2) Words – Once the puppy is outside doing its business, repeat the same words each time. For example you can say “Go Potty” or “Potty time”. Saying this every time will teach them what those words mean, so later you can say “Go Potty” and they will know it’s time to go. You must remember to use the same words each time so the puppy will not get confused.

3) Play time – Remember that potty time is not play time, so once the puppy goes potty; you must bring it back inside right away. There is a time to play, and during bathroom breaks is not it. The puppy needs to learn the purpose of going outside, and that is to use the bathroom only.

4) Crate training – Everyone has a different opinion on crate training. However I have found that crate training has worked the best. Crates create a safe haven for dogs, and it taps into the natural instincts of keeping its den clean. Dogs do not like using the bathroom in there crate, so this is why crate training has proved to work. A crate is also seen as a safe, comforting place for your dog to come and relax. Once you take your dog outside, and it does not do its business, put it in the crate for thirty minutes, and try it again. Repeat until the puppy has gone potty outside.

5) Scents – Dogs rely on their scents of smell, so the best way to continue to have your dog go potty outside is by taking it to the same spot each time. Once it smells it’s urine from the last potty break, it will most likely go there again and again. This is why it’s so important to clean the accident areas in your house very good, or this could cause an issue with the puppy wanting to use the potty in the house instead of outside.

6) Make a schedule – First potty break should always be in the morning when the puppy wakes up. Having a new puppy is a round the clock reasonability and the puppy will need to learn your schedule. It is not reasonable to expect a puppy to hold its urine or feces until you get home from work, so you will have to work out a schedule that will work for you and your puppy both. Once you get a schedule that works, stick to it. Remember consistency is the key!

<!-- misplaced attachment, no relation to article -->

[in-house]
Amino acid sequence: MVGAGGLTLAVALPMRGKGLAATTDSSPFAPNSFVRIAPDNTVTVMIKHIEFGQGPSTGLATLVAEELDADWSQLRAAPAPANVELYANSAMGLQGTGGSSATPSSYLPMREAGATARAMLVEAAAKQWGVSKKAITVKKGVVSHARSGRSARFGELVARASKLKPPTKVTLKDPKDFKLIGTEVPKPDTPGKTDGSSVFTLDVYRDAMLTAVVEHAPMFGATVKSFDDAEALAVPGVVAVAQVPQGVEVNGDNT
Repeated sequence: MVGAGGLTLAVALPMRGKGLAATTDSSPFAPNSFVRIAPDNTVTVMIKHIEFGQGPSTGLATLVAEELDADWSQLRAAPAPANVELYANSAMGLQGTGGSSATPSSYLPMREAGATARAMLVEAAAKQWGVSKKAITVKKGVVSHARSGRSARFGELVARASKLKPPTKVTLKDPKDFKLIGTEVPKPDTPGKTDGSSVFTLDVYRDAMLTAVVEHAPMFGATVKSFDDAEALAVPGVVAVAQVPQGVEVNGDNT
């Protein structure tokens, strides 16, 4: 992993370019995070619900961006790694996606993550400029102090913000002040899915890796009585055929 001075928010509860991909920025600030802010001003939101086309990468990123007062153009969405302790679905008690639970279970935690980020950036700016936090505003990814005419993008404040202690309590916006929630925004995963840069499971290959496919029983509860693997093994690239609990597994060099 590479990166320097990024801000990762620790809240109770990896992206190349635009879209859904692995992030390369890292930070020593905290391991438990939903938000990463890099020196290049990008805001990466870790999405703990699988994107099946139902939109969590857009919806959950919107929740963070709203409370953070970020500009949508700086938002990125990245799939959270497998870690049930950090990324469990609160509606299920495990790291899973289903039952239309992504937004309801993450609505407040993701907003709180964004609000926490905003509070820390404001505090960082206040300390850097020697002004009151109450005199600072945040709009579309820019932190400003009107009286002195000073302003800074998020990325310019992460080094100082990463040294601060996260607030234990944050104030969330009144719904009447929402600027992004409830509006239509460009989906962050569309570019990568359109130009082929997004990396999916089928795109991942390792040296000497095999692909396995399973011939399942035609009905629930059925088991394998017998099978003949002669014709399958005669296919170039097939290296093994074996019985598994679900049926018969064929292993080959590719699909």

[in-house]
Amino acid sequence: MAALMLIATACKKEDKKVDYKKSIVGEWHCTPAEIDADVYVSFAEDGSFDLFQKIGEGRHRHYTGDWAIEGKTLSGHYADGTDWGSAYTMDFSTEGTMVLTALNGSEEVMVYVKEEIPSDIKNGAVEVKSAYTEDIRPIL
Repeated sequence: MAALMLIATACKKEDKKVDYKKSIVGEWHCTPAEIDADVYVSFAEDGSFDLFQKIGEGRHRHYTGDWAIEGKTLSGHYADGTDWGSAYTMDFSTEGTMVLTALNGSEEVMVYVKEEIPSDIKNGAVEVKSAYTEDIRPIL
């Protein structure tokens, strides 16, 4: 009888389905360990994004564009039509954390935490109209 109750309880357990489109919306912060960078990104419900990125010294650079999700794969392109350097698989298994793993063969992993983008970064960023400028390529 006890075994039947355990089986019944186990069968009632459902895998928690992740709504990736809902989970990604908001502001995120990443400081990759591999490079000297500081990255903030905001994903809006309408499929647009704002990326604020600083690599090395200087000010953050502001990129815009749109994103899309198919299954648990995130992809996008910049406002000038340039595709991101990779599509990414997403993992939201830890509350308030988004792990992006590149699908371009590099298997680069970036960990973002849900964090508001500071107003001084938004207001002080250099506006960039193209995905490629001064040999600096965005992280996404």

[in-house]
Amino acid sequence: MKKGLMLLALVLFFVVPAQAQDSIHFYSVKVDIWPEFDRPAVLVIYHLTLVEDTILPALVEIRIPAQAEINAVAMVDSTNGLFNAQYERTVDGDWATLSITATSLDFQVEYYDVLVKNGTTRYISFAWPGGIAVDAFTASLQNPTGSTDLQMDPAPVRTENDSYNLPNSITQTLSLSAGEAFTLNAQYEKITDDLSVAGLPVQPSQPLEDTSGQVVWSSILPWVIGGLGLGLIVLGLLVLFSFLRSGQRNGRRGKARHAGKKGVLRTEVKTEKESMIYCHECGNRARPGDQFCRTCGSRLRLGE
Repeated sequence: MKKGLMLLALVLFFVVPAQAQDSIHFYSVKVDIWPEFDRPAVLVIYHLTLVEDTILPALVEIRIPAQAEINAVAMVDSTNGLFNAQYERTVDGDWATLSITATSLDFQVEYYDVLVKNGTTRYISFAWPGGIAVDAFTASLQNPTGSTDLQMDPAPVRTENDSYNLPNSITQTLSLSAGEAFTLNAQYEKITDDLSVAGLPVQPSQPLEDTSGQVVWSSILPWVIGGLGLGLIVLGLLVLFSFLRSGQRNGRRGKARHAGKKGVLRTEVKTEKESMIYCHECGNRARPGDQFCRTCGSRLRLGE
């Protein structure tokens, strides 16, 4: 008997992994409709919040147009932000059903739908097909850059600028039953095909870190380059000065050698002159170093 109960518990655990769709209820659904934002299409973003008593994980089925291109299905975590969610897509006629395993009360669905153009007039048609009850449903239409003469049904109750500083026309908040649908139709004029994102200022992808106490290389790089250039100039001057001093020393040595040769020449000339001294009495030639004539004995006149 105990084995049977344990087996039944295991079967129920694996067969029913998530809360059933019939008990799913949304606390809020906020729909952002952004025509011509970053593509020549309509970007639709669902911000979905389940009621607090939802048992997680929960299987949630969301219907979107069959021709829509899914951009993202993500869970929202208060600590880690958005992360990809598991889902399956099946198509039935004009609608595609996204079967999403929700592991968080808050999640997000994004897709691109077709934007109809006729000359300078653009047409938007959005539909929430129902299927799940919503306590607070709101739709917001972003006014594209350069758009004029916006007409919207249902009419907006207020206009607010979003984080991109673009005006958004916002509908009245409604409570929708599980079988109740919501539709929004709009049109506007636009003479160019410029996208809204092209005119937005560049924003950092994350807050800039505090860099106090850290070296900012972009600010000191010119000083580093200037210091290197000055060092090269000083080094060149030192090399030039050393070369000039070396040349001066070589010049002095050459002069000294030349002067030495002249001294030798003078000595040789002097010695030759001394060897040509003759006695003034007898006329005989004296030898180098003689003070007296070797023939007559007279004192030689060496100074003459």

7) Signs – Learning what signs to look for, will help you know when your puppy needs to go out. Keep an eye on it at all times, and look for cues. Sniffing the carpet, circling, wiggling, or squatting are all sure signs that your puppy needs to be taken outside NOW!

8) Have patience – Every dog is different, just because your best friend potty trained her dog in a month, does not mean it will be the same for you. It could take you longer, or less time to house break your puppy. You cannot housebreak any dog over night, and you must be prepared to clean up some accidents. If you just stay persistent, then you can try to eliminate those accidents all together. Once your puppy does not have an accident in the house for one month, you can proudly say your pup is now potty trained.

9) Potty time – Once your puppy is potty trained, and learns to associate outside with potty, they will begin to show you when it’s time to go. Some dogs may stand by the door, waiting to be taken out. Others may bark at the door or leash. Some may even beg or whine. It’s your job to learn the signs that your dog needs to go out. Once you do, accidents should be few and far between.

Sheena Diane, Freelance Writer